Mortgage Interest Rates Are Still Going DownIf you thought that mortgage interest rates will increase, you have been mistaken. Freddie Mac, one of the leading government backed financial issuers, monitors the rates in the real estate market to possibly predict how the real estate industry will turn out come 2013.

Towards the end of November, Freddie Mac reported that lenders are now offering an average of 3.32% on fixed mortgage loans with 30-year payment terms. While this may be a bit higher than the 3.31% in the previous week, it is still, nevertheless, a small increase to begin with.

However, not everyone can avail of this loan. The borrower has to pay an upfront fee of 0.8% to be able to avail of this low interest rate. That means you need to put up more cash on top of the down payment, closing costs and other fees associated with buying a home.

People who wish to refinance their existing loans can also enjoy the low mortgage interest rates. The rate of fixed mortgage loans for 15 year terms went even lower than that. The average rate went as low as 2.64% with the lender fees going even lower at 0.6%. This was higher than the previous week which was lower: 2.63 interest rate.

Even adjustable mortgage loan rates are still maintaining the low streak. It maintains a 2.72% fixed rate, which changes after 5 years. Despite the fact that it is low, borrowers are still opting for fixed loans because of the low mortgage interest rates that it can provide.

All of this is attributed to the incoming fiscal cliff that will happen during the end of December 2012. This means tax breaks and other fiscal benefits that businesses and lenders experienced will stop. It led to the increase in demand for insured mortgage bonds and safe Treasury securities from Freddie Mac and similar government backed financing institutions. Given that, you can say that the low mortgage interest rates happened because of this looming financial change.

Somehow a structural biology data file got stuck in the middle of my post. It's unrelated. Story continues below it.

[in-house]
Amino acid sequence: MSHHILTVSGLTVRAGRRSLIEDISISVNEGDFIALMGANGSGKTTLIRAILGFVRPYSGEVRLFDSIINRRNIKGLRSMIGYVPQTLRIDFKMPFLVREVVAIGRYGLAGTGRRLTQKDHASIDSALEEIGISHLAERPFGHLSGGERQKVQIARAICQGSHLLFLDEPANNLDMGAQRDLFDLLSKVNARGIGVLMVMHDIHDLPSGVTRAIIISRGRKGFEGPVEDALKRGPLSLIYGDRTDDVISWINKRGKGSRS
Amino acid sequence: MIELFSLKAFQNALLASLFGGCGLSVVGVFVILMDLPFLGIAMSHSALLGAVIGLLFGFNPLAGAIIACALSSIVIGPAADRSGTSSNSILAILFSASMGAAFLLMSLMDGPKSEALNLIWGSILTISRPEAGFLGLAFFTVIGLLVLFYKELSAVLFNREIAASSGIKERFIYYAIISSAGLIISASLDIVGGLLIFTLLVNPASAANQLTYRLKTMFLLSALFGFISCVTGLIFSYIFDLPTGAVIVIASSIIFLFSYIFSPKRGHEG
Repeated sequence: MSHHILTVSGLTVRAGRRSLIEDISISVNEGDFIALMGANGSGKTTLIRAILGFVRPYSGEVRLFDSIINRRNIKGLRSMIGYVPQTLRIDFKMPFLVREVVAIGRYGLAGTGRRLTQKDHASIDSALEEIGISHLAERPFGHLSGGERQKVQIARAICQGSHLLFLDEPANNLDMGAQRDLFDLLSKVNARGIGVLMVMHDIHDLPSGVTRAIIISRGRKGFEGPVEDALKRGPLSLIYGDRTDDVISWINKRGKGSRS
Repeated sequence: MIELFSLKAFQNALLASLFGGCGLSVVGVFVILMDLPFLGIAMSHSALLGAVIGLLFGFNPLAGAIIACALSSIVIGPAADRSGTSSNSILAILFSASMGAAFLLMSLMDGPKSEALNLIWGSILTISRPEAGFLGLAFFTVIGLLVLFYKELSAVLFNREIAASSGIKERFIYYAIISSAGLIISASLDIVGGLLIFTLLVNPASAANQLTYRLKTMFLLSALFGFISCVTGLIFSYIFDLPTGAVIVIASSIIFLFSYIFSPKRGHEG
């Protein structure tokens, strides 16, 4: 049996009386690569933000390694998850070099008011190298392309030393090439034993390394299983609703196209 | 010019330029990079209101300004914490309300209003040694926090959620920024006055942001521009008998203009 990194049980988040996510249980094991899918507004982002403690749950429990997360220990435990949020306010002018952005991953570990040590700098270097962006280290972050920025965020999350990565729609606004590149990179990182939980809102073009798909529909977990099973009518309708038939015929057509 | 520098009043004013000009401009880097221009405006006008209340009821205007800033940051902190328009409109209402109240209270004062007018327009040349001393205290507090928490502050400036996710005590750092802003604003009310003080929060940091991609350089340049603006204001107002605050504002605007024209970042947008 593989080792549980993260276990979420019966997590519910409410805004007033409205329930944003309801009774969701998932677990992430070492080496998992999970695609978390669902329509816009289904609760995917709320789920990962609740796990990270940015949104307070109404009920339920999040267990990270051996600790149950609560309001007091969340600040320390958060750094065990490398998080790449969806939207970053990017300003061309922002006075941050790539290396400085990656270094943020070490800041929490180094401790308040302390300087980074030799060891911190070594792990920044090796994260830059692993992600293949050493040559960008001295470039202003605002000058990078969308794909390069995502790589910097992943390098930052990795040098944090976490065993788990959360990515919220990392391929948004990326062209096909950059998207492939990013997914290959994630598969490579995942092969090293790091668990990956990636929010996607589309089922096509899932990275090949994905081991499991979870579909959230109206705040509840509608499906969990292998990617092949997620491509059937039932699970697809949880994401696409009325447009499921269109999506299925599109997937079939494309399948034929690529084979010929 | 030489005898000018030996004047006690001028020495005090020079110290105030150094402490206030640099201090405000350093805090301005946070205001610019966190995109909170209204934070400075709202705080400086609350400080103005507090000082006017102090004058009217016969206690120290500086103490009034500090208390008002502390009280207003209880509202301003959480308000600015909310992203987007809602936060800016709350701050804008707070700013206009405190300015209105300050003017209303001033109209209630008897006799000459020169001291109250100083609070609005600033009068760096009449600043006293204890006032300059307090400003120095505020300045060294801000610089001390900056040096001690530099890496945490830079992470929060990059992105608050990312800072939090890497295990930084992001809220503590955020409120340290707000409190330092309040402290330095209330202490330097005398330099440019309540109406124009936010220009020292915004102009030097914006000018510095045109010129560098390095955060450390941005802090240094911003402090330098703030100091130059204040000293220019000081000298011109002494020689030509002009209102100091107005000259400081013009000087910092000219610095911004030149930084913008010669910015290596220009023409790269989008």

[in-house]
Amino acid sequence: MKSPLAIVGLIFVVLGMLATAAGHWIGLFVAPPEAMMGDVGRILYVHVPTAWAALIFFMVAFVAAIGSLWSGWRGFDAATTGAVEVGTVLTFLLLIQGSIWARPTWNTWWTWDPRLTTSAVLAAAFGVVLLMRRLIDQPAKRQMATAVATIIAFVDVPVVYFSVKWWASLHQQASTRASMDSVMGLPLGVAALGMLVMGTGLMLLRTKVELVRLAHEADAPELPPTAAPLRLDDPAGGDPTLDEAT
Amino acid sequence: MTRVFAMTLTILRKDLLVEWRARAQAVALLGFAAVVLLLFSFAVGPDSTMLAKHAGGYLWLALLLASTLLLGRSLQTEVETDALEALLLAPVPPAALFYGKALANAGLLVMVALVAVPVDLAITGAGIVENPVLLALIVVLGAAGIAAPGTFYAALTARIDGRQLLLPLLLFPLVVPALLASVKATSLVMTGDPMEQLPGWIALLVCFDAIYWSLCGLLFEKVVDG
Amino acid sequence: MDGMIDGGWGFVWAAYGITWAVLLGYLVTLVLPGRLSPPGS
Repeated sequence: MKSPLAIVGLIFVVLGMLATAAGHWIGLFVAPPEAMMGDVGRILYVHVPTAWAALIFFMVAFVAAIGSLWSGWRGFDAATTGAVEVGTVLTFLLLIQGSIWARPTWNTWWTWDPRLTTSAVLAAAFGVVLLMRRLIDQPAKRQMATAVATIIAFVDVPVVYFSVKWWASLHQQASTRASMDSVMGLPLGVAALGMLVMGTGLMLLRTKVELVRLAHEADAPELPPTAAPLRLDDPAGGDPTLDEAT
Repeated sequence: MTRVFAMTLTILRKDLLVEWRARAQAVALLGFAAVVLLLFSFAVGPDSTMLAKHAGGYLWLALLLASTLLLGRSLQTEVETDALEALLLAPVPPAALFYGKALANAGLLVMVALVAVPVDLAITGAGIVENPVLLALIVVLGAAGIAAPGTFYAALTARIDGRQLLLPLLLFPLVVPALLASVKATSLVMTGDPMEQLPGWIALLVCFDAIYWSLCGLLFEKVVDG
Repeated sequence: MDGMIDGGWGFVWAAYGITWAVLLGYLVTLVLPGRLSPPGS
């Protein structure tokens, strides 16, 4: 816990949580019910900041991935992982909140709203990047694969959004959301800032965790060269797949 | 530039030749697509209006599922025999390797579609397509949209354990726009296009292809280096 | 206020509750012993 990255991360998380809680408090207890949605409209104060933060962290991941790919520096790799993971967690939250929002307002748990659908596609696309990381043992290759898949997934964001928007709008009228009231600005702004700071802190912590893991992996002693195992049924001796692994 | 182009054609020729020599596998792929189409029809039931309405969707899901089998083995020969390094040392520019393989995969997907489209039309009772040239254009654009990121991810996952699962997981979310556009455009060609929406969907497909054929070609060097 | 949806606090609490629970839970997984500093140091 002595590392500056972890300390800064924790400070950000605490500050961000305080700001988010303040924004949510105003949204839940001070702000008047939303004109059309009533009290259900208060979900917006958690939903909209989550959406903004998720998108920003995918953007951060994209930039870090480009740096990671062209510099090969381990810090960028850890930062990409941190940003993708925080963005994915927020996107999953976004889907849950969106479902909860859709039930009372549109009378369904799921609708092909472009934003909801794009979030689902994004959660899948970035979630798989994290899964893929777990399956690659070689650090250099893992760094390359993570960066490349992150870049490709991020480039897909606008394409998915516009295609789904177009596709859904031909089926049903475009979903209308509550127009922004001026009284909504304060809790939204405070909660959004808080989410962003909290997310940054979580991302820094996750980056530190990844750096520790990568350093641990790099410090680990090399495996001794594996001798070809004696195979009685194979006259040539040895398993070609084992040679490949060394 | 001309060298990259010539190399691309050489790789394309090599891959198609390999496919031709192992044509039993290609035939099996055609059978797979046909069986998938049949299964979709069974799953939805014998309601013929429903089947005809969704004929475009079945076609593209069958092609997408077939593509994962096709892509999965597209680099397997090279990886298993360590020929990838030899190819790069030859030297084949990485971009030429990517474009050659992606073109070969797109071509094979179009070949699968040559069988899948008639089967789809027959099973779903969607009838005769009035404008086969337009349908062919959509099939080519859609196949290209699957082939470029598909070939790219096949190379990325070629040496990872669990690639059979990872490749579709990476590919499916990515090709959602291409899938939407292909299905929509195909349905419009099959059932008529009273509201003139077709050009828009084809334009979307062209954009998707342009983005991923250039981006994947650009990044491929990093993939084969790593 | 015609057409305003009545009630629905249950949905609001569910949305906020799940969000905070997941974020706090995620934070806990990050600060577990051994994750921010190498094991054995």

The survey done by Freddie Mac only reflects rates that lenders have for low risk borrowers. Given that, you can assume that high risk borrowers will experience a higher interest rate. Not only that, this data is only true for rate and points and does not include any charges from third parties (e.g. appraisals, insurance, etc.)

This is mainly benefiting borrowers who displayed a good credit standing – which may not be the majority of the consumer market. Despite the evident improvement in terms of financial management, a lot of credit histories were ruined after the recession hit. This means there is a bigger percentage of high risk borrowers who may not enjoy the low rates being offered across most types of mortgage rates.

If you are interested to know more about mortgage interest rates and how you can benefit from this turn in your home buying endeavour, get a hold of Guldi Group. We will be happy to educate and guide you in securing a good deal for your mortgage loan. Get the most savings out of your loan while assuring that you will acquire the home of your dreams. Call us now.

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